Sunday, June 24, 2007

Thou Shalt Not Be a Tailgating Jerk, and Other Holy Thoughts


By PETER APPLEBOME
Our Towns
The New York Times
June 24, 2007

SOMEWHERE ON LIFE’S HIGHWAY

It was a truly ecumenical moment last week when the Vatican brought the people of the world together to contemplate the one thing that we all increasingly have in common: the joys of sharing the road with idiots multitasking while their kids watch “The Little Mermaid” on the car video system.

For those who missed it, the Vatican’s “Guidelines for the Pastoral Care of the Road” combined the lessons of the New Testament and the AAA in a 36-page document meant to capture the wisdom of the ages and the moment. Whether you were stuck in traffic on the L.I.E. or the B.Q.E.; waving both arms and shouting while navigating your Subaru around Jerusalem; racing through stop signs in your Volkswagen Beetle in Mexico City; or trying to replace the broken fan belt on your 1954 Pontiac in Havana, the document is a source of spiritual balm in troubled times.

And distilled into its Ten Commandments of the Road, it provided even more grounds for nuanced thought than Don Imus’s banishment from morning drive-time radio. Yes, Commandment No. 1 (“You shall not kill”) does sound vaguely familiar. But no one who has ever been cut off by an 18-wheeler on the New Jersey Turnpike could avoid contemplating the layered moral imperatives suggested by No. 2: “The road shall be for you a means of communion between people and not of mortal harm.”

There’s a succinct, almost Biblical injunction about good works in No. 9: “On the road, protect the more vulnerable party.” And all children and their parents should be forced to discuss the various issues suggested by No. 5 over dinner: “Cars shall not be for you an expression of power and domination, and an occasion of sin.”

In fact, the full text is far richer than the Top 10 list would suggest. There are reflections on journeys in the Bible from the Exodus from Egypt to the journeys of Mary and Joseph, the Good Samaritan and Jesus’ disciples. “It has been shown that one of the roots of many problems relating to traffic is spiritual,” the document says. Who could disagree?

There are thoughts on road rage — “Cars tend to bring out the ‘primitive’ side of human beings, thereby producing rather unpleasant results” — the utility of prayer on the road, and the role of the vast apostolate at highway rest stops, filling stations and truck stops.

But here was the really surprising part. The document reminded us that way back in 1956, Pope Pius XII exhorted drivers: “Do not forget to respect other road users, be courteous and fair with other drivers and pedestrians and show them your obliging nature,” in his pastoral counsel on driving. And now some Biblical scholars are renewing the long-simmering debate over the disputed book of Edsel (supposedly a companion text to Ezekiel), which many have long-viewed as eerily prescient for modern drivers. Consider these excerpts: Blessed is the Prius, for it shall inherit the Earth.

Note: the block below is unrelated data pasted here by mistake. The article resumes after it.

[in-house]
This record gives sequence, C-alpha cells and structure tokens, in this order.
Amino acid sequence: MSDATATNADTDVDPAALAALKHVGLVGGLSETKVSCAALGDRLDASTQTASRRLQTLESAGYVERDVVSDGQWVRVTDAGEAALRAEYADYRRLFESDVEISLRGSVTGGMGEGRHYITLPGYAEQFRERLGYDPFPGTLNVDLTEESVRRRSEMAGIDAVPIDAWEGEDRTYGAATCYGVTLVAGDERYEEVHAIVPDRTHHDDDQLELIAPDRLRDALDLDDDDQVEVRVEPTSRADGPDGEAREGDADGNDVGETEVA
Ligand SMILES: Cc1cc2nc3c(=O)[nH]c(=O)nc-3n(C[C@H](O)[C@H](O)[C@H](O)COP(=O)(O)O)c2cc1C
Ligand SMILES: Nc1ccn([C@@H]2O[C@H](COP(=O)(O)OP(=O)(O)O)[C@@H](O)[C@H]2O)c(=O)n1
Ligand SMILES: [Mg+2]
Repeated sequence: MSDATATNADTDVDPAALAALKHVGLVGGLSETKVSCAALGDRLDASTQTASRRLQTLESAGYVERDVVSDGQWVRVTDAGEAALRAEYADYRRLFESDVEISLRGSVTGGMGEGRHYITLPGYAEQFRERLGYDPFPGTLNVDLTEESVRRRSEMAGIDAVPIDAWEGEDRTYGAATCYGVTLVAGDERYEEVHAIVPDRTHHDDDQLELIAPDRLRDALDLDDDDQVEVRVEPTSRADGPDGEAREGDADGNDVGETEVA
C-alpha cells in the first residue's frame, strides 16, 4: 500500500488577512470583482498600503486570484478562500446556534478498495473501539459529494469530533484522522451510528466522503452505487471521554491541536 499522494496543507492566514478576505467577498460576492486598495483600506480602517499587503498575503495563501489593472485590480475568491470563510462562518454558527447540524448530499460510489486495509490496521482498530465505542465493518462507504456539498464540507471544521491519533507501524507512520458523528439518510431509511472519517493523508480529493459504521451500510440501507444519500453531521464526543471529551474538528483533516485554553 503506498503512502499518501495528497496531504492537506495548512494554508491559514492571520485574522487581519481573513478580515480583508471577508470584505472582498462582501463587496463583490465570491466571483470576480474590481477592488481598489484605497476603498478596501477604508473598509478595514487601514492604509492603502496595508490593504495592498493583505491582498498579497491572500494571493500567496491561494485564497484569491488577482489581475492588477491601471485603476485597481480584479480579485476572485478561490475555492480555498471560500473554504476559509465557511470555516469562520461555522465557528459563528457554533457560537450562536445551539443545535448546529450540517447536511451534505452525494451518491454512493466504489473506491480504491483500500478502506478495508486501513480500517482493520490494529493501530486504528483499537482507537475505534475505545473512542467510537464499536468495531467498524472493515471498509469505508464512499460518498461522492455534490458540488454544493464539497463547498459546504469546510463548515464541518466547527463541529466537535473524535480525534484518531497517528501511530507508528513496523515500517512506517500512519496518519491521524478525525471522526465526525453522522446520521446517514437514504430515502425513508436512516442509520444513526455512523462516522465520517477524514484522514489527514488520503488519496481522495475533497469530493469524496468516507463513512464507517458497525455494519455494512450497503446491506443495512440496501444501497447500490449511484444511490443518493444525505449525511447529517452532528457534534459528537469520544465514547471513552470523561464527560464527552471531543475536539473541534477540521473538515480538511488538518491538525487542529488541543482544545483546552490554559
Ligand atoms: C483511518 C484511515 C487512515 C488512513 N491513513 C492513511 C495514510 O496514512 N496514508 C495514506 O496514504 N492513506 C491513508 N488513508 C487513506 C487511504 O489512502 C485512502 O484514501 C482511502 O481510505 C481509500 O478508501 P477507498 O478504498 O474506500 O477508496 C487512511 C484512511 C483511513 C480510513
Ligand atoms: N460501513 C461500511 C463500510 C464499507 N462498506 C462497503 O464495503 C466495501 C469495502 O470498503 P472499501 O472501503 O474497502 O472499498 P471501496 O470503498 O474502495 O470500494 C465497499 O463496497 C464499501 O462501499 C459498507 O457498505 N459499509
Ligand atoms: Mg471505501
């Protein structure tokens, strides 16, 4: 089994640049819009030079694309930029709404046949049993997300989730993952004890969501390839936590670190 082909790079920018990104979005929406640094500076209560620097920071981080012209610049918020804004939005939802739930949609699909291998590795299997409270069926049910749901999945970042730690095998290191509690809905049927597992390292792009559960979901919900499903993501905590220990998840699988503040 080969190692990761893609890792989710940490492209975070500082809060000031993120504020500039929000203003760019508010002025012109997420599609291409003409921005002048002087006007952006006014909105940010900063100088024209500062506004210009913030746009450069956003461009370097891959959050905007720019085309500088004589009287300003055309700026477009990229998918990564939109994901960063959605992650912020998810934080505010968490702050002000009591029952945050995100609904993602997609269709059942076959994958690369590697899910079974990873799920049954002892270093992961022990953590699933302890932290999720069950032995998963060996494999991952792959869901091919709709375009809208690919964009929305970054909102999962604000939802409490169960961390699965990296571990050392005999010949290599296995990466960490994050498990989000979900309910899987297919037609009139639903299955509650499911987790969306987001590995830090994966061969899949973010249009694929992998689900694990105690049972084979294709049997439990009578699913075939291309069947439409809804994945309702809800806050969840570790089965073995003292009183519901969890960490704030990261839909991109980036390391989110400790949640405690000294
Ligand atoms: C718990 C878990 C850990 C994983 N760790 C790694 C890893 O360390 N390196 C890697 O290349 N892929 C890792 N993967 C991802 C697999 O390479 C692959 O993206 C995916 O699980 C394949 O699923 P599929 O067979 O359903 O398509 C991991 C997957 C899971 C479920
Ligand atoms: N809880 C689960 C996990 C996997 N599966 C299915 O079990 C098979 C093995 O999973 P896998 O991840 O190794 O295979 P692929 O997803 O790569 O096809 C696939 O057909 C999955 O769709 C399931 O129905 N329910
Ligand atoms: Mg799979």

Blessed, too, the Civic, the Jetta, the adorable Mini Cooper, because their gas mileage is pleasing in my eyes.

Blessed are those who keep their tires properly inflated, change their oil and filters, and drive the speed limit, because those who hunger and thirst for righteousness shall be satisfied.

OTOH, your fat, gaudy Hummer is an abomination in my eyes and, lo, the carnage I will unleash on that which abominates in my presence.

Of your rear-end wit, remember this: Vanity of vanities, saith the Preacher. All is vanity. So enough GR8TKIDZ, enough LEGLEGL, enough ISUE, enough IMD. Thou art allowed one injunction about prying thy cold, dead hands off thy gun but not the entire N.R.A. agenda.

Thou are allowed one about the town in Texas missing its idiot but not a complete Dennis Kucinich campaign speech. And take off thy Kerry/Edwards sticker already. They lost.

Of thy music, be thy entertainment thine own. If the bass register on thy hip-hop is loud enough to shake the moving van in the next lane, if its language is full of words that sicken the righteous, turn down thy volume lest fire and hail and brimstone rain down.

Be prudent when driving. Banish thy cell and thy Blackberry from thy sight. IM-eth and Text-eth not.

Be of moderation. If thou must worship at the King of Burgers or the Arches of Gold, do so sparingly. Thy cupholders should not exceed the number of thy teeth.

On ice and snow, goeth slow, but not too slow — drive not like a Nascarite, but not like a terrified grandmother either. Even when provoked, issue forth no offending digit, because blessed are the peacemakers. But if one of thy Mafia brethren gets whackest in thy presence, step on the brakes.

Experts on the Bible are still trying to figure out what OTOH means, but the rest seems legit. As the Vatican scholars in both Texas and New Jersey have said: Drive Friendly.

E-mail: peappl@nytimes.com

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